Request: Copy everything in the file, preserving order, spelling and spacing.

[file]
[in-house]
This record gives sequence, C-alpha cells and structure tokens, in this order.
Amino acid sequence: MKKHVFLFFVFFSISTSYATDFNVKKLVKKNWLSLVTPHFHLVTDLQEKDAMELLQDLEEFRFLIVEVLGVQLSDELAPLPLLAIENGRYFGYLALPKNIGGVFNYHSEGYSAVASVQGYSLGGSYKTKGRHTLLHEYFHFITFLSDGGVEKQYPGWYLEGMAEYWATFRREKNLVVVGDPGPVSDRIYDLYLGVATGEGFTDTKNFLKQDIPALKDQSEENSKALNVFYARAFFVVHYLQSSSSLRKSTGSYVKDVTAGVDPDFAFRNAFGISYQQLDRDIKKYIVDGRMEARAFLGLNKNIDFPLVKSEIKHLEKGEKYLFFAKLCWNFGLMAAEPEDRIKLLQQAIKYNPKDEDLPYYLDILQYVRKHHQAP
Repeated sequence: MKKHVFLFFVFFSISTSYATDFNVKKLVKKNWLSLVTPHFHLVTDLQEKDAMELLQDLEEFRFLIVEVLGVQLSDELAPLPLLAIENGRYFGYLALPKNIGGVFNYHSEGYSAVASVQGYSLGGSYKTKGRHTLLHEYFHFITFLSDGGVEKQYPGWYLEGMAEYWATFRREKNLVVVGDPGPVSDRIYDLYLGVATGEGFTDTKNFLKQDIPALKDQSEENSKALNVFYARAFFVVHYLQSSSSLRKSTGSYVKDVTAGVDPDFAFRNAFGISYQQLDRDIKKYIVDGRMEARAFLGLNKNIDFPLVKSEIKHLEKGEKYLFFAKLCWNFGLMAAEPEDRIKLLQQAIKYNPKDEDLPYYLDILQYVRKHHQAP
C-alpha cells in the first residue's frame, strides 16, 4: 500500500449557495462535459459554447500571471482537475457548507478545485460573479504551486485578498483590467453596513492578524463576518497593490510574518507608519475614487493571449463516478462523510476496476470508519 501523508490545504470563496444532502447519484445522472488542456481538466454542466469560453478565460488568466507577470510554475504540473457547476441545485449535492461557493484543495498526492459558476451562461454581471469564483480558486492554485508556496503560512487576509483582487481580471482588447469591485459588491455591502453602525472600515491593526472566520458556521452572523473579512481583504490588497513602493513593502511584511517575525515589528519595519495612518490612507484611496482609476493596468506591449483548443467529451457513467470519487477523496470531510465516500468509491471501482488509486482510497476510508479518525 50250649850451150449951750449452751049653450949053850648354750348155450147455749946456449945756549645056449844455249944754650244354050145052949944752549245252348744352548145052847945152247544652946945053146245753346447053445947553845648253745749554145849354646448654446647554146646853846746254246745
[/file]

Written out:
[in-house]
This record gives sequence, C-alpha cells and structure tokens, in this order.
Amino acid sequence: MKKHVFLFFVFFSISTSYATDFNVKKLVKKNWLSLVTPHFHLVTDLQEKDAMELLQDLEEFRFLIVEVLGVQLSDELAPLPLLAIENGRYFGYLALPKNIGGVFNYHSEGYSAVASVQGYSLGGSYKTKGRHTLLHEYFHFITFLSDGGVEKQYPGWYLEGMAEYWATFRREKNLVVVGDPGPVSDRIYDLYLGVATGEGFTDTKNFLKQDIPALKDQSEENSKALNVFYARAFFVVHYLQSSSSLRKSTGSYVKDVTAGVDPDFAFRNAFGISYQQLDRDIKKYIVDGRMEARAFLGLNKNIDFPLVKSEIKHLEKGEKYLFFAKLCWNFGLMAAEPEDRIKLLQQAIKYNPKDEDLPYYLDILQYVRKHHQAP
Repeated sequence: MKKHVFLFFVFFSISTSYATDFNVKKLVKKNWLSLVTPHFHLVTDLQEKDAMELLQDLEEFRFLIVEVLGVQLSDELAPLPLLAIENGRYFGYLALPKNIGGVFNYHSEGYSAVASVQGYSLGGSYKTKGRHTLLHEYFHFITFLSDGGVEKQYPGWYLEGMAEYWATFRREKNLVVVGDPGPVSDRIYDLYLGVATGEGFTDTKNFLKQDIPALKDQSEENSKALNVFYARAFFVVHYLQSSSSLRKSTGSYVKDVTAGVDPDFAFRNAFGISYQQLDRDIKKYIVDGRMEARAFLGLNKNIDFPLVKSEIKHLEKGEKYLFFAKLCWNFGLMAAEPEDRIKLLQQAIKYNPKDEDLPYYLDILQYVRKHHQAP
C-alpha cells in the first residue's frame, strides 16, 4: 500500500449557495462535459459554447500571471482537475457548507478545485460573479504551486485578498483590467453596513492578524463576518497593490510574518507608519475614487493571449463516478462523510476496476470508519 501523508490545504470563496444532502447519484445522472488542456481538466454542466469560453478565460488568466507577470510554475504540473457547476441545485449535492461557493484543495498526492459558476451562461454581471469564483480558486492554485508556496503560512487576509483582487481580471482588447469591485459588491455591502453602525472600515491593526472566520458556521452572523473579512481583504490588497513602493513593502511584511517575525515589528519595519495612518490612507484611496482609476493596468506591449483548443467529451457513467470519487477523496470531510465516500468509491471501482488509486482510497476510508479518525 50250649850451150449951750449452751049653450949053850648354750348155450147455749946456449945756549645056449844455249944754650244354050145052949944752549245252348744352548145052847945152247544652946945053146245753346447053445947553845648253745749554145849354646448654446647554146646853846746254246745